$100 Million Damien Hirst Diamond-Encrusted Skull Unveiled

Hirst_skull

A life-sized platinum skull encrusted with 8,601 diamonds weighing 1,106.18 carats was unveiled by artist Damien Hirst today in London.

Hirst“For the Love of God” is expected to fetch around $100 million and has already generated interest from two potential buyers, according to Tim Marlow, exhibitions director for the White Cube Gallery where the skull is to go on display.

According to Bloomberg, “Hirst…said he wasn’t thinking of the newspaper headlines his $100 million skull would get when he set the price. His business skills were learned the hard way, he said. ‘A lot of painful things happened to me. It’s the oldest trick in the world to come in and say, ‘I love it, can I have it?’ and then flip it for a profit.’ Some traders who buy Hirst works worry about how much he turns out at his factory-style studios. Hirst responds with an anecdote: ‘I had a phone call from one of my galleries. He said, ‘You’re making too much. Do you have any more for me?” The diamond-studded work, with an asking price more than triple that of any sculpture sold at auction in recent years, shows how artists reach for effects to draw sales in a crowded market, and how self-promotion is key to their success.”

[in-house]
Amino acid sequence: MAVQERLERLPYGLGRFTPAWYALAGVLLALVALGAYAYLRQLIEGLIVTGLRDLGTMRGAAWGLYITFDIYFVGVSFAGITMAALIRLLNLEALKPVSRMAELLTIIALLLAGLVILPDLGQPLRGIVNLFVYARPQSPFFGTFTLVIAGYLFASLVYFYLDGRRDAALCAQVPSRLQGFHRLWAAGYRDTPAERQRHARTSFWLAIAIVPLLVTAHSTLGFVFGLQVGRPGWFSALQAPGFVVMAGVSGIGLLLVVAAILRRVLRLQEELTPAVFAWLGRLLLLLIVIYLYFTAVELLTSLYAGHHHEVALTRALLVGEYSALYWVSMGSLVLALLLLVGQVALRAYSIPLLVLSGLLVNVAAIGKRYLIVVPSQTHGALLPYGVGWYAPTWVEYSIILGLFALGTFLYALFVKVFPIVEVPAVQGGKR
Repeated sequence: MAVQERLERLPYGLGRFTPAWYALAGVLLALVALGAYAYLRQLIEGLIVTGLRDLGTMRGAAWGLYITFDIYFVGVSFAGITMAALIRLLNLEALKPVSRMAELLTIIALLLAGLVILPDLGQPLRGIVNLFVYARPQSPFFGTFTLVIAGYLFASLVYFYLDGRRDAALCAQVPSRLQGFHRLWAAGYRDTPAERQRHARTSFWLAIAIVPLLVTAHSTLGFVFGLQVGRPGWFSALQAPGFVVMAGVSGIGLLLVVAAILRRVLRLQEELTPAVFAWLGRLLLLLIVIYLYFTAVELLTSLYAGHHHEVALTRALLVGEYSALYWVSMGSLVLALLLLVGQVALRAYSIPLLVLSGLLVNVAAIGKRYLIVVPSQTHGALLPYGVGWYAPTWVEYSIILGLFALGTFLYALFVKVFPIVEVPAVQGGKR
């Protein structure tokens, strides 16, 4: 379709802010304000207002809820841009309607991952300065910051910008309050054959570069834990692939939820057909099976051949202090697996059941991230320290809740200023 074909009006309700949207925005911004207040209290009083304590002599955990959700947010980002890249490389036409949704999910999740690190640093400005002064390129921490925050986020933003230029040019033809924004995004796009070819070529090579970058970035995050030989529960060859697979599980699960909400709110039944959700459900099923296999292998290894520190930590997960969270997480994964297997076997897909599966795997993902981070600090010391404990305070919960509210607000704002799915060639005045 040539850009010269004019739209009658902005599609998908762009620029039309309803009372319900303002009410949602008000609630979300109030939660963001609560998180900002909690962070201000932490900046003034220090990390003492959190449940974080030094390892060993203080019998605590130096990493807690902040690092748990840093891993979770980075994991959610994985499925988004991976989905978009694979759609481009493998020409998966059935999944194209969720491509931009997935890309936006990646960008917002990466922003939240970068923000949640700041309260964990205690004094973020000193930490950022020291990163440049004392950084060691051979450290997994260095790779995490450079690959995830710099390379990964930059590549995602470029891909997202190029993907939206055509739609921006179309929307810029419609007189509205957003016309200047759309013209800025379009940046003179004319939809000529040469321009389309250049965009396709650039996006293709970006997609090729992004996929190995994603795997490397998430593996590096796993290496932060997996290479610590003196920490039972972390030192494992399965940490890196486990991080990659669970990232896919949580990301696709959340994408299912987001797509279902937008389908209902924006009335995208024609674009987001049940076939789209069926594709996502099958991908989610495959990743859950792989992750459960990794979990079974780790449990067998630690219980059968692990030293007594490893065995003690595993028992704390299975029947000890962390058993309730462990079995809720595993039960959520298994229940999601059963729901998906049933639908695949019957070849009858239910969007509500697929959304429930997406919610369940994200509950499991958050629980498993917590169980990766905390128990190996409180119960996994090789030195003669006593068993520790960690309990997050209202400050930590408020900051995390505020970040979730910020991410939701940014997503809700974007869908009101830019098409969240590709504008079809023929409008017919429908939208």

The skull cost Hirst $20 million to make.

The exhibit, “Damien Hirst: Beyond Belief”, opens on June 3rd, and viewing of the skull is by ticket only. Information is available available here.

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Comments

  1. Leland says

    “A man who knows the price of everything and the value of nothing.”
    – Oscar Wilde, “Lady Windermere’s Fan”

    Quick, someone tell him that lamp shades made from human skin has already been done….

  2. Gregoire says

    I cant be the only person who thinks is kinda cool, can I? “Art”, I’m not sure. But I’d love to have that sitting next to a fishbowl or something.

  3. says

    You’re the only person here, so far, Gregoire, because I think it’s disgusting.

    And I think anyone who buys that has all the wrong priorities in life. It should be taxed 100%, as far as I’m concerned, with the taxes going toward important things… like the terrorized people in Africa who had to dig up those diamonds.

    Seriously, something is wrong in America when multiple people are interested in buying a 100 million dollar skull.

  4. Gregoire says

    From the reactions in this thread, I would have to say it is art with a capital A.

    Most of the revulsion here is fully Hirst’s intention. Congratulations to all of you falling for his latest hucksterism.

    And I would suggest anybody sympathizing with the “poor people who had to dig up those diamonds” look further into the story. The diamonds were from prior sources, meaning they werent dug up exclusively for Hirst’s work. In putting these jewels into the context of death, it forces you to consider the source in the most illustrative way possible.

    In interviews with Hirst he claims this is a ‘positive’ work, snatching away the finality of death by glamorizing it. I dont see how your initial opinion of this can be anything but horror. However that is often the intention of his artwork.